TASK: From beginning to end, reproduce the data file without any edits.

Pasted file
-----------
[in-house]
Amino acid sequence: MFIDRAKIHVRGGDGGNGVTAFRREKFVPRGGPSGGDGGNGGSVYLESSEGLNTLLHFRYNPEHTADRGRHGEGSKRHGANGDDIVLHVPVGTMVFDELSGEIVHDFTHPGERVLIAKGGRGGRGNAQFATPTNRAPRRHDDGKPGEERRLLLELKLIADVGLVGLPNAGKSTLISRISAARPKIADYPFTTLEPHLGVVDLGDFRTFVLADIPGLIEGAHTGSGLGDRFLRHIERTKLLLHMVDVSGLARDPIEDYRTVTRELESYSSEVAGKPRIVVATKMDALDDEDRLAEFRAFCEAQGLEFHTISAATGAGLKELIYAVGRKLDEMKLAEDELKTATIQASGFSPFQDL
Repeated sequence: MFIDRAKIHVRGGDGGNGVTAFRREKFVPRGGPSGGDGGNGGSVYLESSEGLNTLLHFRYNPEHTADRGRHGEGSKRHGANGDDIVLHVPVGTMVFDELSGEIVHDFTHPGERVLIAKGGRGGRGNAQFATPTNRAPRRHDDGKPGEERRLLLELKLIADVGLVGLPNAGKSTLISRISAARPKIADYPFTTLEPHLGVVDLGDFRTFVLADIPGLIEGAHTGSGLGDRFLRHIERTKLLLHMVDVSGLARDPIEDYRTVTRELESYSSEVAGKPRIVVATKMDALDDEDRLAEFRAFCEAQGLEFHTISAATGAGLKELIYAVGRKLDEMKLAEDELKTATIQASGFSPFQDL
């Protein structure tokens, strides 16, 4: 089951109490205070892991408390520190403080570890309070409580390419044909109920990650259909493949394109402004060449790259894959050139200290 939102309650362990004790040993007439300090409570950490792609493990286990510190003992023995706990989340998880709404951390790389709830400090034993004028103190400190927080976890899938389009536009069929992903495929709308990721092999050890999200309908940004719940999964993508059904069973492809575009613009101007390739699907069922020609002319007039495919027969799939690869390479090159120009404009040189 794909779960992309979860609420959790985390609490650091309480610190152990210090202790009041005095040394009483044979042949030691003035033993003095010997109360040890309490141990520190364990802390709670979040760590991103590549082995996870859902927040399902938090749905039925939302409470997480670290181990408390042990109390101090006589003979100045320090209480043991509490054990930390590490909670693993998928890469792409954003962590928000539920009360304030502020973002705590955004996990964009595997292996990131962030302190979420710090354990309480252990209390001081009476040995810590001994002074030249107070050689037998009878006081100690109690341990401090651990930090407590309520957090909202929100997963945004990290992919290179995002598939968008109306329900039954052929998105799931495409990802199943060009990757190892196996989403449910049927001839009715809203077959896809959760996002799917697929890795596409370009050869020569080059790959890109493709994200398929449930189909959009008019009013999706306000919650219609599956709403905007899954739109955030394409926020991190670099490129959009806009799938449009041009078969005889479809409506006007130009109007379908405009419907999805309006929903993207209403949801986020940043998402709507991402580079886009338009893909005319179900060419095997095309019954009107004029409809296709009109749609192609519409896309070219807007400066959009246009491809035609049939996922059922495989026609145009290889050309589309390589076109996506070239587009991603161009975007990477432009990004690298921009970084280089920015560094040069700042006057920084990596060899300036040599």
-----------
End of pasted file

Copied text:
[in-house]
Amino acid sequence: MFIDRAKIHVRGGDGGNGVTAFRREKFVPRGGPSGGDGGNGGSVYLESSEGLNTLLHFRYNPEHTADRGRHGEGSKRHGANGDDIVLHVPVGTMVFDELSGEIVHDFTHPGERVLIAKGGRGGRGNAQFATPTNRAPRRHDDGKPGEERRLLLELKLIADVGLVGLPNAGKSTLISRISAARPKIADYPFTTLEPHLGVVDLGDFRTFVLADIPGLIEGAHTGSGLGDRFLRHIERTKLLLHMVDVSGLARDPIEDYRTVTRELESYSSEVAGKPRIVVATKMDALDDEDRLAEFRAFCEAQGLEFHTISAATGAGLKELIYAVGRKLDEMKLAEDELKTATIQASGFSPFQDL
Repeated sequence: MFIDRAKIHVRGGDGGNGVTAFRREKFVPRGGPSGGDGGNGGSVYLESSEGLNTLLHFRYNPEHTADRGRHGEGSKRHGANGDDIVLHVPVGTMVFDELSGEIVHDFTHPGERVLIAKGGRGGRGNAQFATPTNRAPRRHDDGKPGEERRLLLELKLIADVGLVGLPNAGKSTLISRISAARPKIADYPFTTLEPHLGVVDLGDFRTFVLADIPGLIEGAHTGSGLGDRFLRHIERTKLLLHMVDVSGLARDPIEDYRTVTRELESYSSEVAGKPRIVVATKMDALDDEDRLAEFRAFCEAQGLEFHTISAATGAGLKELIYAVGRKLDEMKLAEDELKTATIQASGFSPFQDL
């Protein structure tokens, strides 16, 4: 089951109490205070892991408390520190403080570890309070409580390419044909109920990650259909493949394109402004060449790259894959050139200290 939102309650362990004790040993007439300090409570950490792609493990286990510190003992023995706990989340998880709404951390790389709830400090034993004028103190400190927080976890899938389009536009069929992903495929709308990721092999050890999200309908940004719940999964993508059904069973492809575009613009101007390739699907069922020609002319007039495919027969799939690869390479090159120009404009040189 794909779960992309979860609420959790985390609490650091309480610190152990210090202790009041005095040394009483044979042949030691003035033993003095010997109360040890309490141990520190364990802390709670979040760590991103590549082995996870859902927040399902938090749905039925939302409470997480670290181990408390042990109390101090006589003979100045320090209480043991509490054990930390590490909670693993998928890469792409954003962590928000539920009360304030502020973002705590955004996990964009595997292996990131962030302190979420710090354990309480252990209390001081009476040995810590001994002074030249107070050689037998009878006081100690109690341990401090651990930090407590309520957090909202929100997963945004990290992919290179995002598939968008109306329900039954052929998105799931495409990802199943060009990757190892196996989403449910049927001839009715809203077959896809959760996002799917697929890795596409370009050869020569080059790959890109493709994200398929449930189909959009008019009013999706306000919650219609599956709403905007899954739109955030394409926020991190670099490129959009806009799938449009041009078969005889479809409506006007130009109007379908405009419907999805309006929903993207209403949801986020940043998402709507991402580079886009338009893909005319179900060419095997095309019954009107004029409809296709009109749609192609519409896309070219807007400066959009246009491809035609049939996922059922495989026609145009290889050309589309390589076109996506070239587009991603161009975007990477432009990004690298921009970084280089920015560094040069700042006057920084990596060899300036040599």